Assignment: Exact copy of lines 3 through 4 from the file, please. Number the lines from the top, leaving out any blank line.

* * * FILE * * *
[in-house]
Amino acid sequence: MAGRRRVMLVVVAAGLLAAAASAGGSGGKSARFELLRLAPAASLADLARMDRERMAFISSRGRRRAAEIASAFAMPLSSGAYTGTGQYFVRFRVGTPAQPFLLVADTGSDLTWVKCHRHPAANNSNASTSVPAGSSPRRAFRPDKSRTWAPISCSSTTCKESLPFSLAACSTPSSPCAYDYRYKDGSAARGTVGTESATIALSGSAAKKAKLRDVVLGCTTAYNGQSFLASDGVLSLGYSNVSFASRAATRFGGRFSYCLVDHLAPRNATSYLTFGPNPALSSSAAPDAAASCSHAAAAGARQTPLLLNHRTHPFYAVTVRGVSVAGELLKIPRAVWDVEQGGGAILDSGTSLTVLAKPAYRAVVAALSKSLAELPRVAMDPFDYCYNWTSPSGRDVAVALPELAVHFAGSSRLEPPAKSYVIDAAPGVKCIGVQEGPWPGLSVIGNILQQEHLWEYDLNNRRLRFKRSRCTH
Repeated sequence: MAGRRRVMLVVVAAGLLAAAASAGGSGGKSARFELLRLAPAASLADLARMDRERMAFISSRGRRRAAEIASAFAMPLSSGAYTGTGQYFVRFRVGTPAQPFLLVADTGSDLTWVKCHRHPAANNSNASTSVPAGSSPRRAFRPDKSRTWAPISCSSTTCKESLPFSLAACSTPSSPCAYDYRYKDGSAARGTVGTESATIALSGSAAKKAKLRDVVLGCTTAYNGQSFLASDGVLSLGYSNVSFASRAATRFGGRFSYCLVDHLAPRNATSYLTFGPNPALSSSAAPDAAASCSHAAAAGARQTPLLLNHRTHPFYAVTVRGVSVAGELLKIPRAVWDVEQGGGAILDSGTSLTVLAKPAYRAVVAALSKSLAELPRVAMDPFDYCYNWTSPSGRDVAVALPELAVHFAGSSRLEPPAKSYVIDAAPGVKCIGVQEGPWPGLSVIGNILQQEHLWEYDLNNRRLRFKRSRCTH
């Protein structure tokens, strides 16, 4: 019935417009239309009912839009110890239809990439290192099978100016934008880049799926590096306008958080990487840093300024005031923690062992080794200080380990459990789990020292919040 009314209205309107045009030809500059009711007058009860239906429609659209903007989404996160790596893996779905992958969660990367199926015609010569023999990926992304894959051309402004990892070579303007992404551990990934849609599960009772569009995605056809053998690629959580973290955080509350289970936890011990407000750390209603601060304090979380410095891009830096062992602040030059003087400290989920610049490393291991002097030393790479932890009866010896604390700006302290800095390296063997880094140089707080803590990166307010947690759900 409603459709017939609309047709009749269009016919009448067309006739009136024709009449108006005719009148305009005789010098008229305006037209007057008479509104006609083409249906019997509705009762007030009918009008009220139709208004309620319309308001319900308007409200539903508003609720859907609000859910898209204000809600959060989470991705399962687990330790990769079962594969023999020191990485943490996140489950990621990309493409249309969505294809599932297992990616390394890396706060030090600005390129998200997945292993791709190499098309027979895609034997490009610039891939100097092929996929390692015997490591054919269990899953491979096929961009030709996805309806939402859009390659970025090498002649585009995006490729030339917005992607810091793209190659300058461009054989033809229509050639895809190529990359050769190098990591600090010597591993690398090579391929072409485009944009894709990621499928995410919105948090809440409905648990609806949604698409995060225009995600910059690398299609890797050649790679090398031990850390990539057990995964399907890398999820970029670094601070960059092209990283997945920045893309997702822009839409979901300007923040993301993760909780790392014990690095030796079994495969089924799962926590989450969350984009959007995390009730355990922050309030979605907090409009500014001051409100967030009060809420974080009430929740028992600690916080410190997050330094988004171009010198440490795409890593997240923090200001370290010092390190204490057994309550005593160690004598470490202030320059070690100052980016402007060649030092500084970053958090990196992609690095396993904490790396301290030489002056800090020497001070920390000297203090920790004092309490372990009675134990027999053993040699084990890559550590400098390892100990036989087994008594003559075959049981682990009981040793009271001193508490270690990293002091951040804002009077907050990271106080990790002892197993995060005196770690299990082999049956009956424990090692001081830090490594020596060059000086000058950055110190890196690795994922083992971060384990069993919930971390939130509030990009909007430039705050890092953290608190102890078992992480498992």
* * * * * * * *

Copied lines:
Repeated sequence: MAGRRRVMLVVVAAGLLAAAASAGGSGGKSARFELLRLAPAASLADLARMDRERMAFISSRGRRRAAEIASAFAMPLSSGAYTGTGQYFVRFRVGTPAQPFLLVADTGSDLTWVKCHRHPAANNSNASTSVPAGSSPRRAFRPDKSRTWAPISCSSTTCKESLPFSLAACSTPSSPCAYDYRYKDGSAARGTVGTESATIALSGSAAKKAKLRDVVLGCTTAYNGQSFLASDGVLSLGYSNVSFASRAATRFGGRFSYCLVDHLAPRNATSYLTFGPNPALSSSAAPDAAASCSHAAAAGARQTPLLLNHRTHPFYAVTVRGVSVAGELLKIPRAVWDVEQGGGAILDSGTSLTVLAKPAYRAVVAALSKSLAELPRVAMDPFDYCYNWTSPSGRDVAVALPELAVHFAGSSRLEPPAKSYVIDAAPGVKCIGVQEGPWPGLSVIGNILQQEHLWEYDLNNRRLRFKRSRCTH
């Protein structure tokens, strides 16, 4: 019935417009239309009912839009110890239809990439290192099978100016934008880049799926590096306008958080990487840093300024005031923690062992080794200080380990459990789990020292919040 009314209205309107045009030809500059009711007058009860239906429609659209903007989404996160790596893996779905992958969660990367199926015609010569023999990926992304894959051309402004990892070579303007992404551990990934849609599960009772569009995605056809053998690629959580973290955080509350289970936890011990407000750390209603601060304090979380410095891009830096062992602040030059003087400290989920610049490393291991002097030393790479932890009866010896604390700006302290800095390296063997880094140089707080803590990166307010947690759900 409603459709017939609309047709009749269009016919009448067309006739009136024709009449108006005719009148305009005789010098008229305006037209007057008479509104006609083409249906019997509705009762007030009918009008009220139709208004309620319309308001319900308007409200539903508003609720859907609000859910898209204000809600959060989470991705399962687990330790990769079962594969023999020191990485943490996140489950990621990309493409249309969505294809599932297992990616390394890396706060030090600005390129998200997945292993791709190499098309027979895609034997490009610039891939100097092929996929390692015997490591054919269990899953491979096929961009030709996805309806939402859009390659970025090498002649585009995006490729030339917005992607810091793209190659300058461009054989033809229509050639895809190529990359050769190098990591600090010597591993690398090579391929072409485009944009894709990621499928995410919105948090809440409905648990609806949604698409995060225009995600910059690398299609890797050649790679090398031990850390990539057990995964399907890398999820970029670094601070960059092209990283997945920045893309997702822009839409979901300007923040993301993760909780790392014990690095030796079994495969089924799962926590989450969350984009959007995390009730355990922050309030979605907090409009500014001051409100967030009060809420974080009430929740028992600690916080410190997050330094988004171009010198440490795409890593997240923090200001370290010092390190204490057994309550005593160690004598470490202030320059070690100052980016402007060649030092500084970053958090990196992609690095396993904490790396301290030489002056800090020497001070920390000297203090920790004092309490372990009675134990027999053993040699084990890559550590400098390892100990036989087994008594003559075959049981682990009981040793009271001193508490270690990293002091951040804002009077907050990271106080990790002892197993995060005196770690299990082999049956009956424990090692001081830090490594020596060059000086000058950055110190890196690795994922083992971060384990069993919930971390939130509030990009909007430039705050890092953290608190102890078992992480498992």